A Forest for Life

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A Forest for Life

By: Elizabeth Padilla, East Region Superintendent, The Conservation Trust of Puerto Rico

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Pterocarpus Forest – Palmas del Mar

The presence of Pterocarpus forests in Puerto Rico was first recognized in 1882, with 15 forest locations documented in Puerto Rico, most of them concentrated in the island’s northeastern region. This type of forest is characterized by the Pterocarpus officinalis tree, a large species that grows in swamp forests where temporal flooding with saltwater or freshwater occurs during part of the year. Pterocarpus trees may be easily recognized by the enormous buttresses that extend high up their trunks and horizontally along their roots, and by the yellow pea-shaped flowers that they produce from February to September.

Pterocarpus forests provide essential services that support the existence and wellbeing of human beings and other species, such as a great diversity of plants, resident and migrant bird species, and other organisms associated to wetlands. For instance, during a Rapid Appraisal Report for Ecological Value performed in the Palmas del Mar Pterocarpus Forest, the Conservation Trust of Puerto Rico inventoried 476 flora species and 52 fauna species, with 13 of those species considered endemic, such as the Ortegón tree, the Puerto Rico whistling frog, the common dwarf gecko, the Puerto Rican crested anole and the Puerto Rican woodpecker. Pterocarpus forests also provide important services that contribute to the hydrological cycle, since they help maintain water supplies by collecting and storing water, recharging aquifers, and protecting coastal aquifers from saltwater intrusion, among others.

In Puerto Rico, the number of Pterocarpus forests has been reduced by 30% due to human activity. The primary causes are related to the cutting down of trees and changes in drainage conditions.

Recently, Palmas del Mar Homeowners Association established a conservation easement through the Conservation Trust of Puerto Rico, where a Pterocarpus forest and other valuable ecosystems will be protected in perpetuity. In doing so, Palmas del Mar and the Conservation Trust will be collaborating to protect and preserve the ecological, aesthetic and cultural value of these important wetlands.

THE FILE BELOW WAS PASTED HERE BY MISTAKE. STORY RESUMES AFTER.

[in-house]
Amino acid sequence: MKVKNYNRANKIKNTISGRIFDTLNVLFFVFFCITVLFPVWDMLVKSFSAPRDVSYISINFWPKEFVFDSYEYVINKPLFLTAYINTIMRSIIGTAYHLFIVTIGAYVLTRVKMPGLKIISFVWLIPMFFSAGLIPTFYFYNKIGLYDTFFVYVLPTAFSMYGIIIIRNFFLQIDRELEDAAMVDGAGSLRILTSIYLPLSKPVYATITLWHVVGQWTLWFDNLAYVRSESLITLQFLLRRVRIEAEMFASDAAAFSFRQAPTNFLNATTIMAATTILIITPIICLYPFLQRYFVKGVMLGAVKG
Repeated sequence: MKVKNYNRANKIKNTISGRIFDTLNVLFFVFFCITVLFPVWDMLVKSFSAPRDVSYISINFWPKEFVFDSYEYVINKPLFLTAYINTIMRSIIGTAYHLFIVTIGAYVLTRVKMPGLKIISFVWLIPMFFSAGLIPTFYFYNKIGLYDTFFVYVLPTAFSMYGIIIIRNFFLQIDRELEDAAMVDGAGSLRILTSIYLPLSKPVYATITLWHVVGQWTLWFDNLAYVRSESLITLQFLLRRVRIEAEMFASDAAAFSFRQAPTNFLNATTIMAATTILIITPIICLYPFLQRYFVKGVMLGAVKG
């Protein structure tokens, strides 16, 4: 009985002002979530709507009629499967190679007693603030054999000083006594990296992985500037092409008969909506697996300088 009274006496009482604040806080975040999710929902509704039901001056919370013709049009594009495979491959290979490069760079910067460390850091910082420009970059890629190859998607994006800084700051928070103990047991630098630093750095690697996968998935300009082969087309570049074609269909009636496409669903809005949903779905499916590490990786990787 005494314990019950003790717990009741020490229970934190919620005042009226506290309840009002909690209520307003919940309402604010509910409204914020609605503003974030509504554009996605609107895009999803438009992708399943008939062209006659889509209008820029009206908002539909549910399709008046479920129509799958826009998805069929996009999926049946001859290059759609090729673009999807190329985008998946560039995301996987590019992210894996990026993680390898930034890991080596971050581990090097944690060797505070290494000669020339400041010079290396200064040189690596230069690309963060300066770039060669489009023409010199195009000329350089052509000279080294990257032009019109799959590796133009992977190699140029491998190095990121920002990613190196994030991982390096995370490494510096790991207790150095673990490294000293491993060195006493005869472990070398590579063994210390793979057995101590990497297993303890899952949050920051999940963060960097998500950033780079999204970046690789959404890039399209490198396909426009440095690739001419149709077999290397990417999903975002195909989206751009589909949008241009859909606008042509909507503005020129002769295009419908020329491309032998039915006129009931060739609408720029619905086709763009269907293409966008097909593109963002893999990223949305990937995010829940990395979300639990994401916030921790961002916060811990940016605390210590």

As a neighbor of the Pterocarpus forest in Palmas del Mar, you have the opportunity to live the ecological value of these lands and enjoy the beautiful life present in this forest. Within the next few months, the Conservation Trust will be developing an Encounter with Nature aimed at offering participants a unique experience in the Pterocarpus forest and allowing them to get acquainted with the flora and fauna species that inhabit the area. We hope that, by the end of 2010, you and your loved ones will be able to enjoy this nature immersion experience.

About The Conservation Trust of Puerto Rico (CTPR)

The Conservation Trust of Puerto Rico is a private, nonprofit organization whose mission is to secure functional and healthy ecosystems in the islands of Puerto Rico, and to instill in their inhabitants a sense of responsibility toward the conservation of our natural resources, so that we may count on the ecosystem services that will help us achieve our social, economic and quality-of-life goals. The Conservation Trust of Puerto Rico believes that we can achieve our full potential, both individually and collectively, if we can sustain the ecosystem services of the islands of Puerto Rico and respect all forms of life with which we share our natural environment. The Trust carries out this mission by acquiring natural areas and constituting conservation easements, among other mechanisms. As part of its mission, the Trust develops educational programs that focus on generating public awareness and actions that meet the needs of protecting and conserving the island’s natural areas. In addition, it directs a program of tree nurseries dedicated to the propagation, distribution and planting of endemic and native trees in Puerto Rico. The people of Puerto Rico are the only beneficiaries of the Puerto Rico Conservation Trust.

 

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